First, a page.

Fort Smith man sentenced to seven years for child sexual abuse
Warning: This report contains details involving the sexual abuse of children that readers may find disturbing.
Internet child sexual abuse is a “horrifying” crime and the community “must come down extremely hard on offenders,” a judge said as a Fort Smith man was sentenced on Wednesday.
Marcus Bourke must serve seven years in prison for 15 counts of luring children online and making or possessing child pornography, Justice Andrew Mahar decided.
“These cases horrify, as they should,” Mahar said during a hearing at the Yellowknife Courthouse.
“The internet, worldwide, has opened the door into the private lives of our children, into our homes. And it’s allowed strangers, predators, access to our kids.
“The community, through the courts, has to come down as hard as we can [to] react in this way, as we have to protect our kids. We have to come out and very strongly denounce any sort of behaviour that threatens them.”
From October 2016 to November 2018, Bourke impersonated teen internet stars and sent thousands of texts over social media platforms – including Instagram and musical.ly, which is now TikTok – to hundreds of children, aged four to 14, from across the world. He persuaded many to send him nude photos and videos of themselves.
Crown prosecutor Morgan Fane told the sentencing hearing there is no evidence Bourke, now 25, shared any of those images online. However, when a search warrant was served in September 2019 at his Fort Smith residence, he was found to have child sexual abuse material downloaded from various online sources on his cellphone and computer.
Working in collaboration with the United States’ Department of Homeland Security and various police forces, the Yellowknife RCMP’s internet child exploitation unit and a national child exploitation crime centre managed to track down many of Bourke’s victims in the US and United Kingdom.
Some parents weren’t aware that their children had been tricked into sending intimate images of themselves.
Bourke created accounts that impersonated teenaged celebrities Jacob Sartorius and Jojo Siwa.
He would “message users requesting that they participate in a series of escalating challenges, starting with sending innocuous photographs, and then culminating in the making of child pornography,” said Fane.
“Most of the chats begin with him saying, verbatim, ‘Hi. Do you want to be famous?’ and then a smiley-face emoticon.”
Fane said he and defence lawyer Peter Harte had reached a joint sentencing recommendation of seven years in exchange for guilty pleas and taking into consideration the mandatory one-year minimum for most of the counts.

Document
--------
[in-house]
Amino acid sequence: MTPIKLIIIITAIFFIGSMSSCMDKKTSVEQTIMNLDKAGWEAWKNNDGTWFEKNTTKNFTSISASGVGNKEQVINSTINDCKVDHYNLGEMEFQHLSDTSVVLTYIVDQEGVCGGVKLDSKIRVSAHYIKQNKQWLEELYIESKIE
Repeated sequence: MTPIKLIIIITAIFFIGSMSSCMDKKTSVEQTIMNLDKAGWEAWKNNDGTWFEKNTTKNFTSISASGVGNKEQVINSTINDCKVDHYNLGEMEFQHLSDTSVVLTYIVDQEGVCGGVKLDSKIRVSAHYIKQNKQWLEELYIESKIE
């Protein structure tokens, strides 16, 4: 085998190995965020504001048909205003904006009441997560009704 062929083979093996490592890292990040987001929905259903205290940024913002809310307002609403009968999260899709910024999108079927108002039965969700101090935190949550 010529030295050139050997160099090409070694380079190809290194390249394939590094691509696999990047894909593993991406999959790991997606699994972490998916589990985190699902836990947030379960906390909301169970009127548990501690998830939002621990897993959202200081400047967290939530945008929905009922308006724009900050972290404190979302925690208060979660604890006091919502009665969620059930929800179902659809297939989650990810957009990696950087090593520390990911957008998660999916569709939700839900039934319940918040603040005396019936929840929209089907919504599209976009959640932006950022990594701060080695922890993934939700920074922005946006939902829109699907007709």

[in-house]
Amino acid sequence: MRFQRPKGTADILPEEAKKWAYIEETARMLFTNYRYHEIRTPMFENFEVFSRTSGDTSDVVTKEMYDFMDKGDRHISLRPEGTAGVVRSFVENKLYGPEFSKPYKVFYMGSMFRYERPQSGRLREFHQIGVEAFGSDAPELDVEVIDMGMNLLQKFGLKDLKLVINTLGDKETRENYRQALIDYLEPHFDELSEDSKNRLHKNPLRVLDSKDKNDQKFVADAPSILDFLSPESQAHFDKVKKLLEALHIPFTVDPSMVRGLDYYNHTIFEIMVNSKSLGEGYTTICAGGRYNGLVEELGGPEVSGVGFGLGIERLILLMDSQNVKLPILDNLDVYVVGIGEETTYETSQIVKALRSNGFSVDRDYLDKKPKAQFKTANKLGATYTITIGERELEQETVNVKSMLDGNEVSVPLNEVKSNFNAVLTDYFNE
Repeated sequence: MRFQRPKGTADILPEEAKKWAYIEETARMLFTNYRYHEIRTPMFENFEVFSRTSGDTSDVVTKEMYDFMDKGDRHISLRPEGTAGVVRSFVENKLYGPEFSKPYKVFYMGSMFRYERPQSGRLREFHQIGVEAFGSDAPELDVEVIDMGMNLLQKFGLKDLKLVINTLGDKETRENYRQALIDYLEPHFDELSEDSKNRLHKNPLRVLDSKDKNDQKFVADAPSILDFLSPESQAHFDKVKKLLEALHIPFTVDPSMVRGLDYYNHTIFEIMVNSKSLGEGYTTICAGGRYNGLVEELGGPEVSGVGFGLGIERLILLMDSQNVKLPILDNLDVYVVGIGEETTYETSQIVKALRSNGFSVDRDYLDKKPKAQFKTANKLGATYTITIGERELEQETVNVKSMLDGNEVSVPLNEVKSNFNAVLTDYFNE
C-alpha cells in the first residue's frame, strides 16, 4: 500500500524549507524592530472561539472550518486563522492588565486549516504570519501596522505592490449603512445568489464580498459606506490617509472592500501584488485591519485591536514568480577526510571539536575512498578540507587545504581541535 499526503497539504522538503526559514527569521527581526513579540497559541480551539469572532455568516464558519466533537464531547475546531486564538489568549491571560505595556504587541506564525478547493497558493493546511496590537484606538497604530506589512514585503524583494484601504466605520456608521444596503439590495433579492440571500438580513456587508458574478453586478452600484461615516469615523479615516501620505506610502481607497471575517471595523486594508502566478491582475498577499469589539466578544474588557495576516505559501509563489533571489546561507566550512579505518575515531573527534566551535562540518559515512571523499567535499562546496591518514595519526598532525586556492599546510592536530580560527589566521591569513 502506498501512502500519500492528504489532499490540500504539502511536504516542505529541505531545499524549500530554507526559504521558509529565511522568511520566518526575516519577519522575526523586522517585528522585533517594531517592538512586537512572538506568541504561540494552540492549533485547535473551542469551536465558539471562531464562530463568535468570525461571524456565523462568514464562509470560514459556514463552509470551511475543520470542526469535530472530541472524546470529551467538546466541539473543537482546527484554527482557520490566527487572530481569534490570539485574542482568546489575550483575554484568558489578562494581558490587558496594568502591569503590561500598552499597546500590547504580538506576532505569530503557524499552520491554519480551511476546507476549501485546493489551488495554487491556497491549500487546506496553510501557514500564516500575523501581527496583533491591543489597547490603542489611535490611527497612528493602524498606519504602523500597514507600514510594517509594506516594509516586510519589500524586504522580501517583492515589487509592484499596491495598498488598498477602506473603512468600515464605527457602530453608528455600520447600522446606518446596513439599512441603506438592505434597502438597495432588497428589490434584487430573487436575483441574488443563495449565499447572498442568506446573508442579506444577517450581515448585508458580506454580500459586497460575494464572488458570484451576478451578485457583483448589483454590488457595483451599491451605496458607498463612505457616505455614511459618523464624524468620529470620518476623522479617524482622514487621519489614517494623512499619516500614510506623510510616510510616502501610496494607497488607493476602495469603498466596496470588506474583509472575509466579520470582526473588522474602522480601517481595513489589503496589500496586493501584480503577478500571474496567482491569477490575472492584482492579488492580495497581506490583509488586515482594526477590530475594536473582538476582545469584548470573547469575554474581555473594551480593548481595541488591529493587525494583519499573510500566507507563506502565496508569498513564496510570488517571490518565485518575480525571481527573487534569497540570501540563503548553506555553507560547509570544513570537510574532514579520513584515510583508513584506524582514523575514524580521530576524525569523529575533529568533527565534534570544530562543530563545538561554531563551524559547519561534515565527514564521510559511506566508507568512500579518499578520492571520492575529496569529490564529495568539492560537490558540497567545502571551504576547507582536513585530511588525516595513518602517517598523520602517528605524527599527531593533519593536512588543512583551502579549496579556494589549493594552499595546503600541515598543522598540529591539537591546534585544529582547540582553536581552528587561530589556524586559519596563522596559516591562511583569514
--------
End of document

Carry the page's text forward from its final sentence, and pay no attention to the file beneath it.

“Determining that seven years is the appropriate sentence of imprisonment comes from the number of victims in this case, the conduct engaged in … and fundamentally, and ultimately, the gravity of the offence and the degree of responsibility of the offender,” said the prosecutor.
“That [a] stranger on the internet would take advantage of them in those private places, and of their private parts. That they have been complicit in their own abuse. That they have been, in fact, the actor – they are the ones taking the pictures, they are self-harming – the impact that could have is, on the one hand, unimaginable, and on the other hand, I can imagine too well how harmful it has been.”
Fane said a seven-year sentence was needed “to express condemnation of the conduct.”
Bourke “describes himself as a polite individual,” said Harte, adding his client has gained 100 pounds since being charged, suffers from extreme anxiety, identifies as an alcoholic and uses cannabis.
“He was extremely grateful and polite throughout my dealings with him, and always grateful for what I’ve been able to do for him.”
Harte said Bourke wants to receive treatment and is willing to undergo chemical castration. His grandmother is concerned for his safety when in prison and Harte asked the judge to recommend he be sent to an appropriate facility.
“He never wants to have anything to do with this again,” said Harte.
‘In need of intensive therapy’
The court heard Bourke was a socially awkward, troubled individual “who was basically going nowhere,” living with his grandparents, not particularly engaged in his community, and suffering from anxiety and social isolation.
His pre-sentence report “paints a picture of somebody who has been devastated by being deeply shamed and almost unable to bear the consequences,” said Justice Mahar.
“I wish that I had a more effective tool [to end] this sort of behaviour, because getting charged with child luring or possession of child sex abuse material is a social death sentence. People are ostracized, understandably … when they are caught.
“And I despair that regardless of what the court does … we are not able to stop it through criminal censure alone, because people are willing to risk enormous shame being caught for these types of things.
The judge told Bourke: “You’re clearly somebody who’s in need of intensive therapy.”
Bourke showed little emotion on being sentenced by Mahar.
His sentence includes appearing on the national sex offenders’ registry for life, a 10-year firearms ban, and provision of a DNA sample for the federal databank.
He will be prohibited for 10 years from attending any areas where anyone under the age of 16 is present or can reasonably be expected to be present, and cannot to have any contact with a young person without an adult being present.
Correction: June 8, 2022 – 16:21 MT. This report initially stated Bourke will be barred from using the internet. That’s not the case. He is, however, barred from going online “to access any content that violates the law,” must not delete his browser history, and must hand over any devices and passwords when asked by an officer.